Packing for a protest march

The Women’s March on Washington! What an Adventure! I’m so excited to go!

It’s the first one I’ve ever participated in (I’m not including the one I watched while I was a student in Paris and got hit with shrapnel). I am meeting up with a bunch of people I have never met before, driving down in a rented van and staying in Baltimore. We will be driving to the metro, taking it in to a designated stop, and meeting others there. I feel some anxiety over being with people I don’t know (it’s out of my comfort zone, which is part of the adventure!). I know a lot of others who will be there, arriving with their friends or chartered bus full of like-minded souls. My dad is coming with his church group (mom can’t make it, she hurt her knee…and at 76 she’s good at taking care of herself. Plus, she’s going to the local one in Boston instead! My parents are such inspirations!!).

Pink Hats

My mom told me about the PUSSYHAT PROJECT where women have been knitting (or sewing) pink hats that look like they have cat ears on them. They have become a symbol of protest since the release of the video where he states he can “grab them by the pussy” (etc. I can barely type the whole thing out, the whole thing still angers me. Obviously, I’m not alone). I did not have time to find a hat through knitter friends, nor had time to go buy pink fleece. So I made my own out of an upcycled skirt and leftover black fleece using a pattern I found on one of the Women’s March Facebook pages. It’s a little weird, but that’s ok! I’m used to wearing different things…and in the sea of pink hats, mine will blend in.


What to Pack

Here’s a quick list of what I’m packing for the Women’s March:

comfortable walking boots (boots vs sneakers in case it rains. The mesh in my sneakers don’t keep out water)
sneakers (for when I’m not at the March and want a good alternative)
rain poncho (no umbrella, you want your hands free)
clear plastic backpack (regular backpacks discouraged for safety reason, and I want to bring snacks/water and have my hands free for holding signs)
water bottle with filter (peace of mind if I fill up at a water cooler or even the hotel room)
nut mix (with my dietary restrictions, who knows what I can eat on the road. This helps fill in the gap)
chocolate (because chocolate. It’s a good energy source too.  Bite size portions so I can share with others)

Women's March on Washington DC

Snacks I brought to the march

utility belt (way cooler than fanny packs) for ID and phone
sharpie (tip: write important numbers on your body in case of arrest or emergencies. Chisel Tip for posters)
phone charger (my Auntie Di, who protested Vietnam and other important causes, sent me an Anker small one for quick recharge, and a larger one so I can share power, as  presents for my first protest!)
flashlight (if you get this Refun rechargeable one, message me for instructions. I’ll send on the one Auntie Di sent me)
Advil and Bandaids
Maalox mixed with water or saline solution (antidote for tear gas)
pirate bandana (can be used to catch sweat, or for tear gas or other smokey situations)

and the other usual stuff (clothes/toiletries).

I’m off! Trains, vans, hotels and lots of walking with hundreds and hundreds of people standing up for their beliefs!


Monday Blues/Post Mortem

It was amazing to be a part of such an historic event.  According to the news, this was the largest protest on Washington ever – even more than in the 60s for Civil Rights and against Vietnam.  Looking at my packing list I did ok.  I wish I had created or thought out my signage more.  My hat received compliments, but I wish I had one of the comfier knitted or fleece ones.  My boots were perfect for the miles we walked.  I brought enough snacks to share with my newly made friends (leaving the March would have taken too long, the crowds were massive).  The gourmet chocolate gave just that wonderful edge to our euphoria.  I changed the plastic tote to a backpack (my tote was ok, but I saw dozens of backpacks that would have worked so much better!)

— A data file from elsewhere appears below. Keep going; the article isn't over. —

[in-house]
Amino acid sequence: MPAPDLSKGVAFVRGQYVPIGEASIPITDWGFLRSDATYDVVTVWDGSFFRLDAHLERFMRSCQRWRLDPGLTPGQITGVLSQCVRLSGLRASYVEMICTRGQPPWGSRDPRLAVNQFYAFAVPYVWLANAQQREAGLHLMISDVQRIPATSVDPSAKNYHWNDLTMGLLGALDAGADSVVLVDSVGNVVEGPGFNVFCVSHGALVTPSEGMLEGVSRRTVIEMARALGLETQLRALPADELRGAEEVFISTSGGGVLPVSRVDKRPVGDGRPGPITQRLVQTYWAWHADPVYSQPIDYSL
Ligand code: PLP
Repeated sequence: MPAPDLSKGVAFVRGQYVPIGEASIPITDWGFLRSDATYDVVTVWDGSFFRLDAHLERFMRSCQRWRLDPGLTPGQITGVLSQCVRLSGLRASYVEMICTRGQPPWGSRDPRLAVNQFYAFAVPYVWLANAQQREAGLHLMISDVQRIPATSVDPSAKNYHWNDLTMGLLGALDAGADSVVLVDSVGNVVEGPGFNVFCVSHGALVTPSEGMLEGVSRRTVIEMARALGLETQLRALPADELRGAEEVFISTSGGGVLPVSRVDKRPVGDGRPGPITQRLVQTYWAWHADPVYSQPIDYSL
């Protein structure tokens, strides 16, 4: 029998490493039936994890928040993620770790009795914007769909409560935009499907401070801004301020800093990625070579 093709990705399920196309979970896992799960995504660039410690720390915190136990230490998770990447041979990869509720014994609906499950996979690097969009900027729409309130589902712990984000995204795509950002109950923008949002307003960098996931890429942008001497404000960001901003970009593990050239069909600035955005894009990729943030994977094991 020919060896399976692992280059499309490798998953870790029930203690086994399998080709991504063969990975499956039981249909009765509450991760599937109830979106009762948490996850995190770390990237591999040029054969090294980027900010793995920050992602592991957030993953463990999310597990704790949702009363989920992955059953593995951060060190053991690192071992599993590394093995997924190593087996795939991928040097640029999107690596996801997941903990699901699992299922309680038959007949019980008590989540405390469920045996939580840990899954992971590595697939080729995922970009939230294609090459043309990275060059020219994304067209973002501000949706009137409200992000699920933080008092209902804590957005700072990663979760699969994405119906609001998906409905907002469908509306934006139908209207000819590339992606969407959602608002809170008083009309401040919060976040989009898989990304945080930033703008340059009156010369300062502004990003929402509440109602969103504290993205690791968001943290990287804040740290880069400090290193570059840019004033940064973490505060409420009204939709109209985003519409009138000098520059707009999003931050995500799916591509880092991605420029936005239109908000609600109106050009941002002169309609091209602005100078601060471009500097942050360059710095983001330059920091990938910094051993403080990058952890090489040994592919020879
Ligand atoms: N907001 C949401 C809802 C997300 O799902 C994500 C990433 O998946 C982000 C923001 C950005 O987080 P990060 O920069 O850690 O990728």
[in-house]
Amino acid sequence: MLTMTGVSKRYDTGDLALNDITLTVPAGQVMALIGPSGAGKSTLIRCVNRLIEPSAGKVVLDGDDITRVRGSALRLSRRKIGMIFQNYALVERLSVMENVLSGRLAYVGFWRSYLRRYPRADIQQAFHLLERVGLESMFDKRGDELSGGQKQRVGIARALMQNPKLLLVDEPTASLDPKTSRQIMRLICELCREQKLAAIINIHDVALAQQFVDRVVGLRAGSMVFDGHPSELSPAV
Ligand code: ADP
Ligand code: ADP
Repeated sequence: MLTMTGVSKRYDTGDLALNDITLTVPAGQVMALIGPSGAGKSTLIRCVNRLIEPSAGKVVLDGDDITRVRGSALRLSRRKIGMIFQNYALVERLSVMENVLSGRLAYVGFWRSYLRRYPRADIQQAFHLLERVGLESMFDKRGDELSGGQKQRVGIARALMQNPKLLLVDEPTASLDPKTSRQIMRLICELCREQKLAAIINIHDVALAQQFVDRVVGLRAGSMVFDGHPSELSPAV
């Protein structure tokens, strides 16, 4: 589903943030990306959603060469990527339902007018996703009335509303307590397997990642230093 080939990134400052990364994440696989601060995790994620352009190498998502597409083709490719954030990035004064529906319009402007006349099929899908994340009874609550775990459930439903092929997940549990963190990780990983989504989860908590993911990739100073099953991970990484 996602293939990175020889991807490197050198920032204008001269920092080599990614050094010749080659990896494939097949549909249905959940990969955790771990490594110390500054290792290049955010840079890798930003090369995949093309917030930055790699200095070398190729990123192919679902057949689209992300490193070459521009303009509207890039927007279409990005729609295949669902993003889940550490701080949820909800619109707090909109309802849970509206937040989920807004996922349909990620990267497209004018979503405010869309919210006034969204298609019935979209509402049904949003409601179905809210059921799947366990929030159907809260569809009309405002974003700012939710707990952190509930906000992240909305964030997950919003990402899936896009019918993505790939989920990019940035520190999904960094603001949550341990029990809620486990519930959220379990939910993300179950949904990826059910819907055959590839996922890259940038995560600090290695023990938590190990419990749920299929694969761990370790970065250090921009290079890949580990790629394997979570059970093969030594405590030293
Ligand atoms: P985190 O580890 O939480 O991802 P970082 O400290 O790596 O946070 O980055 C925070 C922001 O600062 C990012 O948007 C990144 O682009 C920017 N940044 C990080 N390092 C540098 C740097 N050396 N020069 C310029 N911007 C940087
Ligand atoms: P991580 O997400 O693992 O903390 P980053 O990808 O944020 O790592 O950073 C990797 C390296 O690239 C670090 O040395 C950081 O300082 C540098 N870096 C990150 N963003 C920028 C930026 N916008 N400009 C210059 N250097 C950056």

As follow up, I will keep facing my fears of standing up for myself (and what I passionately believe to be right).  I will keep Adventuring on!




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  1. Diane Levin

    You did great…
    I Love everything about you !!!
    Aunti Di
    xo xo xo

  2. Pat

    Yay Stacey, Participating in the March!
    Yay for standing up for what you believe!
    I loved your sign!
    And how practical to share your packing list – thanks!

    I’d like to know more about the flashlight
    Please share the directions…

    • Stacey Newman Weldon

      WHAT IT IS / DOES :
      • very bright, adjustable beam light
      • 5 settings : bright / med / low light /
      rapid blinking / SOS
      • For on / off, depress green button
      • For 5 settings : press green button
      much “lighter” & they will change :
      [ once you get “the feel” of this, it
      makes sense. Until you do, it
      seems wierd ]
      • The front of the flashlight pulls in
      and out to widen / narrow the beam
      [ This requires just a bit of force ]
      • Scalloped front of light is supposed
      to be for protection against foe…
      quite groovy little weapon !!!
      [ also makes it easy to stand up ]
      • Waterproof
      • Battery lasts a long time, depending
      on how much you use… I use mine
      a lot, for everything… Recharge
      about once a month… or when it
      seems dimmer ; sometimes, I just do

  3. Chip

    Glad you were able to go and stand up for yourself and others!


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